Our son Hector was born 1st November 2007 gestation 24 weeks and 6 days, weighing in at a mighty 800grms. Hector's stay in Wellington Hospital lasted seven and a half months (five and a half of which were spent in the neonatal unit before transferring to the childrens ward). The tough little cookie overcame a few blips on the way and is now a healthy and strapping little boy with boundless energy and a cheeky, wilful character who is fast approaching his third birthday. A huge thank you to all the staff and consultants at Wellington Neonates who ensured that we brought home a healthy and happy little boy. Their care and support was second to none.

Not only is our participation in the Taupo Cycling Challenge for a fantastic cause (Wellington Neonatal Trust), in addition, it has forced me to exercise, lose weight and prepare so that I can hopefully enjoy the day. It is also helping me to keep pace with Hector who was, prior to starting training, beginning to out pace me at every turn. Now I at least have the energy to tire him out on the football pitch before bedtime.

I have not been on a bike since the age of 10 and most of my training has so far been in the gym although a couple of weeks ago, I borrowed a bike and with my able training companion Liza (Joss' mum), we completed 38km with lots of aaahhhs and ooooohs (from me at least) along the way. I didn't know cycling could be such fun. I hasten to add it was a very flat 38km. Oh well we will up the anti on the next one - 34km of hill after hill (I told Liza it would be a scenic route .. not sure if I mentioned the terrain!). Watch this space to see if we conquer the mountain!


Monday, October 11, 2010

Sschh I’m lovin’ it!

Hi Everyone

My name is Liza, like Nicola I have never written a blog before or competed in any kind of sporting challenge since school – not entirely sure it was my favourite thing to do back then either!

Our story started at 19 weeks when I had a scare and was immediately admitted to hospital to wait for what everyone thought would be another miscarriage. After four weeks of strict bed rest my beautiful boy Joss was born on Boxing Day at 23 weeks weighing 550 grams (just over 1lb). Having just crept into what the medical profession consider to be “viable” we lived on a knife edge, first waiting to make it through 24 hours, then the next day and eventually achieving the all important 2 week stage. Joss was intubated for 3 weeks but by 2 months he was on full feeds and whilst still on oxygen we were focused on his growth. Four months later – the day before his due date – we left the Neonatal Unit with Joss. The next year for us was joyful and terrifying almost in equal measure. After a couple of months at home Joss suddenly started stopping breathing, we would resuscitate him, go to hospital and be sent home again but eventually we were sent to Starship Hospital by Air Ambulance. Our little boy spent 10 days in Pediatric Intensive Care fighting for his life. He had gastric reflux which was silently aspirating into his lungs, the surgeons operated and within 48 hours Joss was off oxygen amazing everyone.

Rapidly approaching 3 Joss today is a beautiful (honestly) little boy who has a wicked sense of humour and laughs like Muttley, he is charming and flirtatious, laid back but incredibly focused. As a result of his journey he has been left with mild cerebral palsy which effects his gross motor skills but he has a will of iron and determination to get through like I have never seen before so I have no doubt he will get there.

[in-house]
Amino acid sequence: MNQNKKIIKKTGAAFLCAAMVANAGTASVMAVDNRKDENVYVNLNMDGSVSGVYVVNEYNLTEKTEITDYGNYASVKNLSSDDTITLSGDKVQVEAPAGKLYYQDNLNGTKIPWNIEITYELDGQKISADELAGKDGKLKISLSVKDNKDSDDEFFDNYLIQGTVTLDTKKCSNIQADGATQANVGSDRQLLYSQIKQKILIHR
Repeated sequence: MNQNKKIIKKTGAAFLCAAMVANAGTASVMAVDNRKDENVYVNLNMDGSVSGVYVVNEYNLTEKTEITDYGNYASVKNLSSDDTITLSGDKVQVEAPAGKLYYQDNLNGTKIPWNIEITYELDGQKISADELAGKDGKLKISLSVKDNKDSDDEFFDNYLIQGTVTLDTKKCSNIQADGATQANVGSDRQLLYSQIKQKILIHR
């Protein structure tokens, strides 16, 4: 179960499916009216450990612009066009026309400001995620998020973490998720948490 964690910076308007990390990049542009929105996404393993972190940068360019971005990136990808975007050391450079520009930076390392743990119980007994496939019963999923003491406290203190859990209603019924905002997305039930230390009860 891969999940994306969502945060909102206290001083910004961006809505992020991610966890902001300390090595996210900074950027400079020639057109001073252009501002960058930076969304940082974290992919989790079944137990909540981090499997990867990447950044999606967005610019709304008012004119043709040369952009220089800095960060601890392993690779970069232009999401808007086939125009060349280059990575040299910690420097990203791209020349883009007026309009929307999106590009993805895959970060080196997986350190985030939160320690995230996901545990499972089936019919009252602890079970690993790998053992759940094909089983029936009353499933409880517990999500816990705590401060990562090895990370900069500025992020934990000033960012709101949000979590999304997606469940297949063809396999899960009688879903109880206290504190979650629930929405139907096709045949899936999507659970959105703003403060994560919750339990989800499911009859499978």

As our stories show we didn’t get to have an antenatal group so we formed our own. What I have come to learn is that this is not that common and we were incredibly fortunate but there is so many families whose only support is the Neonatal Trust on a journey that could be a few weeks or that could last for months.

I decided sometime ago that I had better get into the gym and have been periodically battling the Wellington winds and cycling out to Pencarrow Lighthouse for sometime now. A couple of weeks ago Debs (one of the Mum’s you will meet soon) did a 38 km round trip along the Hutt River – all pretty flat so we will be tackling hills in the next few weeks, Whitemans Valley here we come. What I have discovered is that I love cycling – yeah I hear you say “talk to you after the Taupo hills” but for now I am enjoying myself. Time to clear your head, literally blow away the cobwebs and reflect away…

Thank you for taking the time to read our blogs, we would love you to follow us and if you can support us on our mission.


Thursday, October 7, 2010

Training with Twins!


This is my first time writing a blog, ever, it feels a bit intimidating almost as intimidating as entering the Taupo Cycling Challenge!

My name is Nicola. I am part of the relay team and very proud and nervous to be part of the challenge.

After a reasonably straight forward albeit uncomfortable pregnancy I woke suddenly one night to my waters breaking. I was 29 weeks pregnant. About 12 hours later our daughters Sophie and Holly were welcomed into the world. They weighed 1.29kg and 1.3kg respectively (about 3pounds each) and were rushed to the awaiting incubators and provided with oxygen. The days that followed we watched our little babies, clutching the incubators and willing them to grow.